In rebuttal: Another take on condo termination law
Daily Business Review
Commentary by Mark B. Schorr

I belong to a subcommittee of the condominium and planned development committee of the real property section of the Florida Bar, which is working on revisions to 718.117, the statute governing termination of condominiums in Florida.

It seems there are a lot of misconceptions about the current statute and how it fits into the scheme of Florida condominiums. For example, the current statute (which I also helped draft) was not enacted to help hurricane-damaged condominiums.

Termination has been provided for in declarations of condominium since the very beginning of condominiums in Florida. The original Condominium Act also authorized termination upon a 100 percent vote of the unit owners unless a lower percentage was required by the declaration of condominium.

Termination has typically been provided for in two places in a declaration. First, there is a section dealing with reconstruction after a major casualty event; i.e., if a hurricane blows away the building. The decision not to rebuild and to terminate typically required, as it does today, the vote of anywhere from a mere majority to 75 percent of the unit owners.

The second place termination is discussed in a separate section dealing with termination for any other reason. Some reasons for terminating might be because the building is functionally obsolete; major structural problems and excessive deferred maintenance result in a large special assessment, and the cost of repairs or retrofit may exceed the value of the units; developers might want to eliminate phantom units; condemnation; or a buyer is interested in redeveloping the condominium property. All of these will result in the sale of the condominium property, with the proceeds distributed among the unit owners. But too often this section required 100 percent approval for termination.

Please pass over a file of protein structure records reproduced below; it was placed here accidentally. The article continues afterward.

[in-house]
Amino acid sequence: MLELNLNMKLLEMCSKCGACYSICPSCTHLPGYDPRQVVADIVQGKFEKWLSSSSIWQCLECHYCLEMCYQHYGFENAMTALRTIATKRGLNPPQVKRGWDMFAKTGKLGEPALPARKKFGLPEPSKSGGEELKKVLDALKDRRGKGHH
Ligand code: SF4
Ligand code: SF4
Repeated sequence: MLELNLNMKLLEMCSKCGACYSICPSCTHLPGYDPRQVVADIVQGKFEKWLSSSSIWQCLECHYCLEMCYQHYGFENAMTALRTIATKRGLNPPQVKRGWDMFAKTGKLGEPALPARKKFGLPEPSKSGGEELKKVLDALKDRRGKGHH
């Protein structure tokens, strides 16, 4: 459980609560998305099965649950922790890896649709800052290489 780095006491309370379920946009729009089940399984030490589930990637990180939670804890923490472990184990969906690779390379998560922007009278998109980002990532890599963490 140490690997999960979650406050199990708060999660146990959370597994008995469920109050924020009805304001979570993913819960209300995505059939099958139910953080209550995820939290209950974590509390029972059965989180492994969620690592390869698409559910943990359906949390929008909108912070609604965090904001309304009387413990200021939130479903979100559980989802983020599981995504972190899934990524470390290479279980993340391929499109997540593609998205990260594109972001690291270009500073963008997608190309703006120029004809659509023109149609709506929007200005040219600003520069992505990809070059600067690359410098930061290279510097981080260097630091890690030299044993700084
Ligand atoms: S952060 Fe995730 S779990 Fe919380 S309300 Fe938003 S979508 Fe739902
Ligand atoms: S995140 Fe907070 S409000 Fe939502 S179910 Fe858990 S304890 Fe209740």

100 Percent Rule
A major effort to revise 718.117 began in 2003 following then-state Sen. Steven Geller's appearance at the annual seminar put on by the University of Miami Institute on Condominiums and Cluster Developments. He asked us to provide help for ancient condos which, in the course of considering the cost of repairs needed to bring the property up to current code, either could not afford it, found it didn't make financial sense, or found it impossible to bring the entire property up to current code as there was no land for additional required parking spaces. The problem was that their declarations required 100 percent approval to terminate for any reason other than a major casualty event.

In representing condominium unit owners and their associations for more than 37 years, it is my experience that it is impossible to get 100 percent of the unit owners to even agree that the sun rose in the east this morning! One or two will disagree because it technically rose in the south-southeast, another will be off trekking in the Himalayas, and one or two just want to exercise their right to say no.

The most important part of the 2007 amendments was the elimination of the provision that upon termination, the unit owners would become tenants in common, in favor of the creation of a termination trustee who would upon the termination become the titleholder and be able to convey the property on the trustee's signature alone.